Three words can describe Kituza. Mother, refugee and survivor. There’s another term that speaks to her creativity and resilience: doll maker.
Kituza began making dolls to earn money to support her family of five children in Maratane, a refugee camp in northern Mozambique. But with time, it has evolved into a form of therapy and an escape.
“Making these dolls helps me a lot and that is why I do it with all my heart,” says Kituza, 25.
The dolls are made with second-hand materials and capulana, a colourful African fabric. Stitching them requires intense concentration and Kituza seems unbothered by the noises and activities around her as she makes one painstaking stitch after another, adding beads for eyes and earrings and pink strips for mouths. She ignores the chickens pecking at her feet and the sounds of children playing nearby.
“Making these dolls helps me a lot and that is why I do it with all my heart.”
Born in the Democratic Republic of the Congo’s Uvira province, Kituza was kidnapped one night in 2008, after rebels attacked her hometown, raped her and killed her parents. She was only 16.
“When my parents tried to help me, the rebels killed them. Then they took me to a forest with five other women,” she says, wiping tears from her eyes and holding a doll close.
She adds that they were held for a long time in a small grass house in the forest, where they were continuously tortured and raped.
“I got pregnant and gave birth there,” she says.
She eventually escaped to Mozambique and settled in Maratane, a refugee camp in Nampula province that hosts about 9,000 refugees, mainly from the DRC and Burundi.
Kituza has never been to school, but she learnt to make dolls from a local church group in the camp in 2018. Now, UNHCR, the UN Refugee Agency, is helping her manage and grow her business.
She is the only one making dolls in the camp. Her break came after she took one of her creations to a nearby Catholic church to try to sell it.
“I showed it to a nun called Giovanna. She loved the doll so much that she made an order for 160 dolls to take back to her home country, Italy,” Kituza says.
With her husband’s help, she worked day and night making the dolls.
“My husband, Fariji, worked on the sewing machine making the clothes, socks and shoes as I stuffed the bodies, then added the eyes and the mouths,” she said. She used the proceeds from the initial sale to boost her business.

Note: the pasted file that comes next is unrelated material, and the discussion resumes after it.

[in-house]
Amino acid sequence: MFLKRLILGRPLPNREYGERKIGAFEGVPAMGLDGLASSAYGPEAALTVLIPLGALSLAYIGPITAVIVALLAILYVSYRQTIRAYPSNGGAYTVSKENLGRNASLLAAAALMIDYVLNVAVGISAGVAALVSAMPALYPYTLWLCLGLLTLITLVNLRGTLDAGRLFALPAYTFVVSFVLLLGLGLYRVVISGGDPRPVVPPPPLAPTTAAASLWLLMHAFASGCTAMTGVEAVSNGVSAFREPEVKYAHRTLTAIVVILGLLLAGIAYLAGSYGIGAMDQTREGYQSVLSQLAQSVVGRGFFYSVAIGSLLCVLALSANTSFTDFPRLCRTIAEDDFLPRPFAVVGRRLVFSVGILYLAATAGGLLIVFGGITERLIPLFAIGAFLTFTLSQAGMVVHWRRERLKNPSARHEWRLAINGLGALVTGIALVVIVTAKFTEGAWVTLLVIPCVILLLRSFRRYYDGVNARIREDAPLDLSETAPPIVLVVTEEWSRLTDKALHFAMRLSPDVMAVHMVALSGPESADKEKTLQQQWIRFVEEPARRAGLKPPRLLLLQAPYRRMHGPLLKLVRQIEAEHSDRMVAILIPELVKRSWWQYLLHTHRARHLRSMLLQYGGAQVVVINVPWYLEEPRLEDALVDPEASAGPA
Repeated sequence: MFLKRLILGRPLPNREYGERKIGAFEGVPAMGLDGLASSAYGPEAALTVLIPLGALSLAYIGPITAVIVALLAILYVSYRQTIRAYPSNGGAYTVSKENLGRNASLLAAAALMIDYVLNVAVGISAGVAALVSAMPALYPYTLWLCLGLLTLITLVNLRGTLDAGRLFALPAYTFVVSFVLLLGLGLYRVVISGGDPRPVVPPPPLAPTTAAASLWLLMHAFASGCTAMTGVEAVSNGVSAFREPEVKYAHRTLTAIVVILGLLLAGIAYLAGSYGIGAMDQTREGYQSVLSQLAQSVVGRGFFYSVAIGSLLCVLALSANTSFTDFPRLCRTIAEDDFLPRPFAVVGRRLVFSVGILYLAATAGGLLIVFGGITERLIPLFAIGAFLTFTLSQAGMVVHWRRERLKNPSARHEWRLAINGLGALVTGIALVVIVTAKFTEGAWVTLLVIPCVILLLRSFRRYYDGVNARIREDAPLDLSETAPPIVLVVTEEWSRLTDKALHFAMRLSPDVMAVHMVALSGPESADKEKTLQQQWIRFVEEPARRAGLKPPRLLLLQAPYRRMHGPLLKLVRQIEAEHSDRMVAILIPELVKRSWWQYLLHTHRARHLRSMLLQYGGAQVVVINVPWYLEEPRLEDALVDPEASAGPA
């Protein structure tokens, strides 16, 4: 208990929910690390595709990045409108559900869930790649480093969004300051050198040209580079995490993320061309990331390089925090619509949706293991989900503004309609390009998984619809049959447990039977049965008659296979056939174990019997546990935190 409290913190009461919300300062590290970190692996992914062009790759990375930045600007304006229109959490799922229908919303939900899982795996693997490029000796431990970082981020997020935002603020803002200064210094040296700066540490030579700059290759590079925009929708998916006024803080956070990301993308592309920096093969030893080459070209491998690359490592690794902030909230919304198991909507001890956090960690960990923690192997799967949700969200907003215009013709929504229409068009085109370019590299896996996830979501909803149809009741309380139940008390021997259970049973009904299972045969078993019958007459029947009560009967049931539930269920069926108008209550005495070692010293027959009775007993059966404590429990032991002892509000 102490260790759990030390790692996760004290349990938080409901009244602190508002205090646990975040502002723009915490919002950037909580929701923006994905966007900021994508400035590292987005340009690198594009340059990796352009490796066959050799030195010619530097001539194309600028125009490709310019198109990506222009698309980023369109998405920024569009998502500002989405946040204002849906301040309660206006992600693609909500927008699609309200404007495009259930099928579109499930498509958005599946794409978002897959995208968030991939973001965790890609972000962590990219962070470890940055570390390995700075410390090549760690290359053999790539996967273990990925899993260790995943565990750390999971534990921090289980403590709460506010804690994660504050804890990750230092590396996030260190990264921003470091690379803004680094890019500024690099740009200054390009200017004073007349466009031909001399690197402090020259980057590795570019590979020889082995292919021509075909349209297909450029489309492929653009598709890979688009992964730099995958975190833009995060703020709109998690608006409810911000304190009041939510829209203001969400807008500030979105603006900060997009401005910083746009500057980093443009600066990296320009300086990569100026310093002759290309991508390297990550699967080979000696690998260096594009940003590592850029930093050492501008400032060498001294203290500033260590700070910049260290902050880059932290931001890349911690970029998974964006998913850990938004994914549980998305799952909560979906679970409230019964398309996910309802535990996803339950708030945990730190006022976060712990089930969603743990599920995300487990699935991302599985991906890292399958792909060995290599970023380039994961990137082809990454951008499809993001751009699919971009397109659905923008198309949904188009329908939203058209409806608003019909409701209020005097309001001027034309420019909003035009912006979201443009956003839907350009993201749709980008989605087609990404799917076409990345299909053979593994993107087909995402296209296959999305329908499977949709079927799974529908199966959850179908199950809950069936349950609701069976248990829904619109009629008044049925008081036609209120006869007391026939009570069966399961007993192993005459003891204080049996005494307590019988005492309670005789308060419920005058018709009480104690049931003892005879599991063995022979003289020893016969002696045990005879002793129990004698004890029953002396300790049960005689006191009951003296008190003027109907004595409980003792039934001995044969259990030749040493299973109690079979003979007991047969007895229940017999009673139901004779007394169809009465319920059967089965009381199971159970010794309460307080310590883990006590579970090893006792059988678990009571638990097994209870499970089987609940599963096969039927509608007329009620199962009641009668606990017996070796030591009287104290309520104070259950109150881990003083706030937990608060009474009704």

Adaiana Lima, a UNHCR livelihoods officer based in Nampula, says Kituza is an example to other women. She explains how UNHCR supports refugees like Kituza through programmes like the Graduation Approach, a sequenced project that supports the most vulnerable refugees and local Mozambicans, to attain self-reliance and gradually reduce dependence on relief aid.
“We support them through training, mentorship and helping them find a market for their skills and goods,” says Lima. “To continue this work, we need the support of not only governments but also the private sector, international financial institutions and the civil society.”
Refugees’ access to work and their ability to be self-reliant is a crucial element of the Global Compact on Refugees, which calls for increased solidarity with refugees and the communities that host them.
“I have suffered a lot but when I look at the dolls… I feel relief.”
In its efforts to align its refugee response with the Compact, Mozambique has made several pledges that include integration of refugees into national systems through increased access to education, health, sports and income projects like Kituza’s dollmaking, which promote their inclusion and social cohesion with their host communities.
Kituza spends her days seated at her door, making the dolls and can make up to five a day. She hopes to bring the joy and healing she has received from her dolls to others in the camp and beyond.
“I have suffered a lot but when I look at the dolls and I know that I made them, I feel relief,” she says.